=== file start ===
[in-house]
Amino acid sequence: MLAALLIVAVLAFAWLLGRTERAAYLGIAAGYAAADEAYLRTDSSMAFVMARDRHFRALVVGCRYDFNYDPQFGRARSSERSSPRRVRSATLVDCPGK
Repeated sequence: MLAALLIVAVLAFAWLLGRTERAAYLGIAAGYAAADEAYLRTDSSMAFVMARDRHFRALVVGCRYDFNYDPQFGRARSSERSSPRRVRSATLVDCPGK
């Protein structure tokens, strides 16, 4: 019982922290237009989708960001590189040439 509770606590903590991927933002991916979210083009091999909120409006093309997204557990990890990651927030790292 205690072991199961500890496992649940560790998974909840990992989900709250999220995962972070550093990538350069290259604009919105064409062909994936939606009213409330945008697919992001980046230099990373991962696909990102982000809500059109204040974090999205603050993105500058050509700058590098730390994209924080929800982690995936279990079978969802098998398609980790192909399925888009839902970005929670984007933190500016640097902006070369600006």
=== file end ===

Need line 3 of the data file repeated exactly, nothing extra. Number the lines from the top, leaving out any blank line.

Repeated sequence: MLAALLIVAVLAFAWLLGRTERAAYLGIAAGYAAADEAYLRTDSSMAFVMARDRHFRALVVGCRYDFNYDPQFGRARSSERSSPRRVRSATLVDCPGK